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Darwin Correspondence Project

From J. T. Moggridge   16 September [1869]1

2 Montague Villas | Richmond | (Surrey.)

Sept. 16

Dear Mr. Darwin

Thank you very sincerely for the pamphlet containing supplementary Notes on the Fert: of Orchids, which arrived here yesterday—2

I am much pleased that my observations are found worth a place, & that they recieve such kind mention—3

The history of the fertilization of the tiny Herminium monorchis is very wonderful, & admirably observed.4

Dr. H. Müller’s papers on Platanthera & Epipactis appear to be of first rate importance, & I look forward with great interest to reading them in full.5

I have lately read with delight the paper on Epigæa by Dr. Meehan— It would appear that, in respect of variability, this Ericaceous plant is almost comparable to Arbutus—.6

Some of his generalisations appear to me to want qualification; as, for instance, when, speaking of plants generally, he says that—“there is as much variation in the wild plant, as in those under the best gardener’s skill”—7

I do not remember to have seen evidence to shew that any constant proportion exists between the amount of variability in the wild & the cultivated states—

I must now thank you for your kind & much-valued letter of June 7, recieved in reply to my own containing an imperfect abstract of some observations on Arbutus, Ophrys, etc.—8

I hope on my return to Mentone to follow out your hints, especially that with reference to the lopped trees.—

I have already noted in each case, the altitude & exposure to which each tree is subject, & find, as one might expect, a sure relation between small leaves & a burning exposure & large leaves & a shady one. Whether the leaves & fruits or flowers are correlated, remains to be seen.

I have gained some evidence this spring, to shew that there are in England two varieties of Ophrys apifera, which tend to form colonies in which one is found to the exclusion of the other.—9

Thus I have recieved 17 specimens from Walton-on-the Naze, & 7 from Colston Basset (Notts.), all of which present the long-petaled form (A); while out of 20 from Dover, 16 were short-petaled (as. B.), & the remainder were either diseased or monstrous, & produced in the same flower long & short petals—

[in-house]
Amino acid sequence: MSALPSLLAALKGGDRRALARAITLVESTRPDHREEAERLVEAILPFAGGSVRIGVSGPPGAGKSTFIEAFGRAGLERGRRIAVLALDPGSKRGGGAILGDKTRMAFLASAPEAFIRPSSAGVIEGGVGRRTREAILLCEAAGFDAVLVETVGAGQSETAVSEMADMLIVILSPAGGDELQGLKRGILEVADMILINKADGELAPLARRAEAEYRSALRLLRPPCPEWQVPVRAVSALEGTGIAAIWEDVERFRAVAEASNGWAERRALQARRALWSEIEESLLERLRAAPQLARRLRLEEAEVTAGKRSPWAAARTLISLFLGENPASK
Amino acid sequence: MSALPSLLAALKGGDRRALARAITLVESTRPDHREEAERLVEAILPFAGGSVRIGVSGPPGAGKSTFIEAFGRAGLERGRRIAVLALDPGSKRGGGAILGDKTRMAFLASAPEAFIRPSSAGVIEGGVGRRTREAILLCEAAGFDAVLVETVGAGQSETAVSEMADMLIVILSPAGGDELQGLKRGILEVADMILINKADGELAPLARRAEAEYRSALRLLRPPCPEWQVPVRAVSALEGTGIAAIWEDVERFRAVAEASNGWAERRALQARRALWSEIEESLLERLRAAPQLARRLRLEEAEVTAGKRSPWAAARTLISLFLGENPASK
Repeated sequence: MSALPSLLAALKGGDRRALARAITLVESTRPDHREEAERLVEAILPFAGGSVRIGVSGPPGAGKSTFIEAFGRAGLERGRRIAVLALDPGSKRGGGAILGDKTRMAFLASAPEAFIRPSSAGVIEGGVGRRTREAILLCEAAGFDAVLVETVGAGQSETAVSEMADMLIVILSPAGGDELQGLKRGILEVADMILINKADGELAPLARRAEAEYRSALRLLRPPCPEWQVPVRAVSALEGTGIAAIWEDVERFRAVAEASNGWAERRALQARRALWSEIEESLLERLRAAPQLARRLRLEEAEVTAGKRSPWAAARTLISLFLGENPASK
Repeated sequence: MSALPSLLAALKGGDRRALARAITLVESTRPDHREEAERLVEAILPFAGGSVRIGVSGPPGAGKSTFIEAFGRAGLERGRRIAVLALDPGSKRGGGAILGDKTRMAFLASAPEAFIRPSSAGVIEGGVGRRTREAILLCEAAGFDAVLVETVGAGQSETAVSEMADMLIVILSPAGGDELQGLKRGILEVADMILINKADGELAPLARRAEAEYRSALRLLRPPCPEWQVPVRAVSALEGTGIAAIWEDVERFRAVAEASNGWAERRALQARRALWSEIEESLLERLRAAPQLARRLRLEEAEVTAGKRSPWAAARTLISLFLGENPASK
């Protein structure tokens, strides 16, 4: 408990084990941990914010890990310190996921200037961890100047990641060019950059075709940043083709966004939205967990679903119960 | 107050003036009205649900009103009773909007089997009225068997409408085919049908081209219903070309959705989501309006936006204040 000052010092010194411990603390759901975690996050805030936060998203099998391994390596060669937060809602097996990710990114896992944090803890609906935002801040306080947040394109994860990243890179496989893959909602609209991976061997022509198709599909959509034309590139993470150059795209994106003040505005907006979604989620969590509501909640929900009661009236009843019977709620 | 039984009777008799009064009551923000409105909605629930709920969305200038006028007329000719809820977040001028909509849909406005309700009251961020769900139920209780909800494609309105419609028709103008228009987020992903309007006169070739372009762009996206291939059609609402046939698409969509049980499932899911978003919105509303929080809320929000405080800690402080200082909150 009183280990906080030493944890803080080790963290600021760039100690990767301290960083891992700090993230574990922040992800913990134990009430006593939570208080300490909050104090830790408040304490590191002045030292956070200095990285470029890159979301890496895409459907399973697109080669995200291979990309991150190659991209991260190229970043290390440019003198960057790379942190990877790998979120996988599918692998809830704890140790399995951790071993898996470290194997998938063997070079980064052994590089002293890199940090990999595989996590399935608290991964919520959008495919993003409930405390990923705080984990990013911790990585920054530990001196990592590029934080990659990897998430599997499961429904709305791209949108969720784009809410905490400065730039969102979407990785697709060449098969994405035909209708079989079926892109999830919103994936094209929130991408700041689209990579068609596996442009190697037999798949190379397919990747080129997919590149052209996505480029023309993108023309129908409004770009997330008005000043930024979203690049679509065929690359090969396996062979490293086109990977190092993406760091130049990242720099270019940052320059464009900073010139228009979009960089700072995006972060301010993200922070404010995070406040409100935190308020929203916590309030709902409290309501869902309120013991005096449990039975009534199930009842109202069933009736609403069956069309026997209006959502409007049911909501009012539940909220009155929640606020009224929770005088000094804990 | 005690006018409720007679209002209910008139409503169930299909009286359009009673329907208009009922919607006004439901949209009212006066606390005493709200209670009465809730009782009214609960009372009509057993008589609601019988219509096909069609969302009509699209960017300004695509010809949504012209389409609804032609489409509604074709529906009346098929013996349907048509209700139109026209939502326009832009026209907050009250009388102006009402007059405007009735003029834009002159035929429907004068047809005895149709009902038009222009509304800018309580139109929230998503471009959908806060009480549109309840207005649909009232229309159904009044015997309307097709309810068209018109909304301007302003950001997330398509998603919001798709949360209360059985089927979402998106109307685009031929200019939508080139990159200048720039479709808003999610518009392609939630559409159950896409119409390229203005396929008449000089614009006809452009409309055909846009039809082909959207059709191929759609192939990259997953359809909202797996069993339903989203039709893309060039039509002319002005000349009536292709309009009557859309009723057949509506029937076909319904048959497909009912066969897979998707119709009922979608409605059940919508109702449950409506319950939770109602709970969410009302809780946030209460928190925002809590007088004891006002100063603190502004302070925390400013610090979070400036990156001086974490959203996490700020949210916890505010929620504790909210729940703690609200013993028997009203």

I have heard from time to time from Dr. Hooker, that you are recovering from the effects of that most unfortunate accident with your horse.10

What a pity it is that now-a-days there are no Fates to propitiate with sacrifices, or such accidents would, I am sure, be made impossible—

I know that you will be glad to hear that I am now much stronger, & look forward to starting for Mentone on October 15— —

It would give me sincere pleasure if I could be of use to you in any way there—

We leave Richmond for London on Oct. 8th., where we shall stay a week—

Believe me | yrs. most sincerely | J. Traherne Moggridge.


The year is established by the reference to ‘Fertilization of orchids’ (see n. 2, below).
‘Fertilization of orchids’ was published in the September 1869 issue of Annals and Magazine of Natural History.
CD cited Moggridge 1864 in ‘Fertilization of orchids’, pp. 143, 145 (Collected papers 2: 140–1, 142).
See ‘Fertilization of orchids’, pp. 145–6 (Collected papers 2: 142–3). Herminium monorchis is the musk orchid.
CD had mentioned Hermann Müller’s paper on Westphalian orchids (H. Müller 1868) with its discussions of Platanthera and Epipactis in his letter to J. T. Moggridge, 7 June 1869. He cited the paper in ‘Fertilization of orchids’, pp. 147, 150 (Collected papers 2: 144, 147).
The reference is to Thomas Meehan and Meehan 1868a. See letter to J. T. Moggridge, 7 June 1869 and n. 5.
Meehan 1868a, p. 153.
See letter to J. T. Moggridge, 7 June 1869 and n. 2. Moggridge’s letter has not been found.
CD and Moggridge had corresponded at length on the bee orchis (Ophrys apifera); see Correspondence vol. 14. Walton-on-the-Naze is in Essex. Colston Basset is in Nottinghamshire.
Moggridge refers to Joseph Dalton Hooker. For more on CD’s accident, see the letter to A. R. Wallace, 14 April 1869 and n. 12.


Collected papers: The collected papers of Charles Darwin. Edited by Paul H. Barrett. 2 vols. Chicago and London: University of Chicago Press. 1977.

Correspondence: The correspondence of Charles Darwin. Edited by Frederick Burkhardt et al. 27 vols to date. Cambridge: Cambridge University Press. 1985–.

‘Fertilization of orchids’: Notes on the fertilization of orchids. By Charles Darwin. Annals and Magazine of Natural History 4th ser. 4 (1869): 141–59. [Collected papers 2: 138–56.]

Moggridge, John Traherne. 1864. Observations on some orchids of the south of France. [Read 3 November 1864.] Journal of the Linnean Society (Botany) 8 (1865): 256–8.

Müller, Hermann. 1868. Beobachtungen an westfälischen Orchideen. Verhandlungen des naturhistorischen Vereines der preussischen Rheinlande und Westphalens (Botanik) 25: 1–62.


Thanks for CD’s ["Fertilization of orchids", Collected papers 2: 138–56].

Although Thomas Meehan’s paper ["Variations in Epigaea repens", Proc. Philadelphia Acad. Nat. Sci. (1868): 153–6] shows great variability in this genus, JTM sees a need to qualify the generalisation that there is as much variation in the wild as under domestication. He knows no evidence for a constant proportion between variability in the wild and under cultivation.

Observations on correlation between leaf size and exposure to sun and shade.

Has evidence for two varieties of Ophrys apifera in England, which live in mutually exclusive colonies.

Letter details

Letter no.
John Traherne Moggridge
Charles Robert Darwin
Sent from
Source of text
DAR 171: 212
Physical description

Please cite as

Darwin Correspondence Project, “Letter no. 6894,” accessed on 18 January 2022,

Also published in The Correspondence of Charles Darwin, vol. 17